Sporozoites of the organism Eimeria tenella are obtained by excysting sporulated oocysts using established procedures [Doran et al., Proc. Helmintol. Soc. Wash. 34: 59-65 (1967)]. A preparation of E. tenella sporozoites thus obtained is used to immunize eighteen-week-old female BALB/c mice by intraperitoneal injection. After determining that an immunized mouse is producing anti-sporozoite antibodies using an indirect immunofluorescene assay (IFA) technique known to the art, spleen cells are obtained from the mouse and fused with mouse myeloma cell line P3X63.Ag8.653. The fusion process is carried out in the presence of 30 to 35% polyethylene glycol (950-1050). The method of generating hybridomas has been previously described (c.f., Kennett et al., Monoclonal Antibodies--Plenum Press: 365-371, 1980). Hybridoma fusion products are cultured in HAT medium [Littlefield, J. W., Science, 145: 709-710 (1964)] containing Iscove's modified Dulbecco's medium (IMDM) with 20% fetal calf serum supplement. Culture media are monitored for anti-sporozoite antibody production by indirect immunofluorescence assay (IFA) using glutaraldehyde fixed sporozoites of E. tenella as the antigen source. Of all the cultures tested, 33 wells are found positive by IFA.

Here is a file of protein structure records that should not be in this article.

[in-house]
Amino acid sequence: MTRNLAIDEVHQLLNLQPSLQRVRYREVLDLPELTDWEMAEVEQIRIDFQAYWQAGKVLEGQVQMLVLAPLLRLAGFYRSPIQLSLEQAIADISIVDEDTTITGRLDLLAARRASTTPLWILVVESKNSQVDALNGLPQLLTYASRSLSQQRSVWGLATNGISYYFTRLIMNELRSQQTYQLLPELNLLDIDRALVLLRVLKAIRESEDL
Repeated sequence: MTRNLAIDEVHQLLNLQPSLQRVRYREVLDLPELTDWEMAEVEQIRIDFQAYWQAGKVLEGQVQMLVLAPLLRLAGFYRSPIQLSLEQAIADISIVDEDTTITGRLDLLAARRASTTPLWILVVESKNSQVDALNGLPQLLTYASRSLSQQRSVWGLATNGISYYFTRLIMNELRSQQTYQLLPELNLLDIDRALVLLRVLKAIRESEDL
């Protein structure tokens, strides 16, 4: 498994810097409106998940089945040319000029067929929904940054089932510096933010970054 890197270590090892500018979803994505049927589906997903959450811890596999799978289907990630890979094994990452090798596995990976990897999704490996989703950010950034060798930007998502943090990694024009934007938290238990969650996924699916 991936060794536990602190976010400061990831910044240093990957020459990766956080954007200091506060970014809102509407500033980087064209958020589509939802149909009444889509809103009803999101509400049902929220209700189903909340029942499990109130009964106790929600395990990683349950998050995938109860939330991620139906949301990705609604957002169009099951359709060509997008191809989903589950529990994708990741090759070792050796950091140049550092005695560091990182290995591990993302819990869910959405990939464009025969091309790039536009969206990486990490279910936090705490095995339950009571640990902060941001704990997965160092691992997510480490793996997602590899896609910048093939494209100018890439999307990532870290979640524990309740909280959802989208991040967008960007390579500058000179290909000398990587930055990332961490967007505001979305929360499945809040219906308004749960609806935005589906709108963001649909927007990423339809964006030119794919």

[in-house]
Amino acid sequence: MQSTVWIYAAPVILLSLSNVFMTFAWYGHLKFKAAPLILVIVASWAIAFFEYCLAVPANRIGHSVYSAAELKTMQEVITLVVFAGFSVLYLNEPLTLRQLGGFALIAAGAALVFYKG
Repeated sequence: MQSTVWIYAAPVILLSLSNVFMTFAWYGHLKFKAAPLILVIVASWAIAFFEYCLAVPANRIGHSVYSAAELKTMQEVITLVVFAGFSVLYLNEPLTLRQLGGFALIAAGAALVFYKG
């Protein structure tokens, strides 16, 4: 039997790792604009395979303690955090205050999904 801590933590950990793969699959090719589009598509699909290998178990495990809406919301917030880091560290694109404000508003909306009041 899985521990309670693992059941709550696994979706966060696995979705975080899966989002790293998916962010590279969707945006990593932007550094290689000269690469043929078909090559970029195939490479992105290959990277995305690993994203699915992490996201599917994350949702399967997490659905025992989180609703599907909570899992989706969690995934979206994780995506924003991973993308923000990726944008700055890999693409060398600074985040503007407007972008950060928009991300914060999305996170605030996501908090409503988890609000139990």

In order to ensure monoclonicity of the hybridoma cultures, a limiting dilution procedure was employed. Following exposure of E. tenella sporozoites to various monoclonal antibodies of the invention, three major IFA reactivity patterns on treated sporozoites are observed: (1) reaction on the entire surface of sporozoites; (2) surface reaction as patches on the sporozoites; (3) internal reaction around the nuclear membranes of sporozoites. These reaction patterns are confirmed by ferritin labelling and transmission election microscopy (Speer et al., J. of Protozoology in press). As assessed by IFA, hybridoma cultures of the invention generate identical antibodies after cloning. Clones are grown either in vitro or in BALB/c mice as peritoneal tumors and the ascites fluid contains antibodies in a concentration of up to approximately 10 mg/ml.

EXAMPLE 2 Preparation of Antigens Associated with E. tenella sporozoites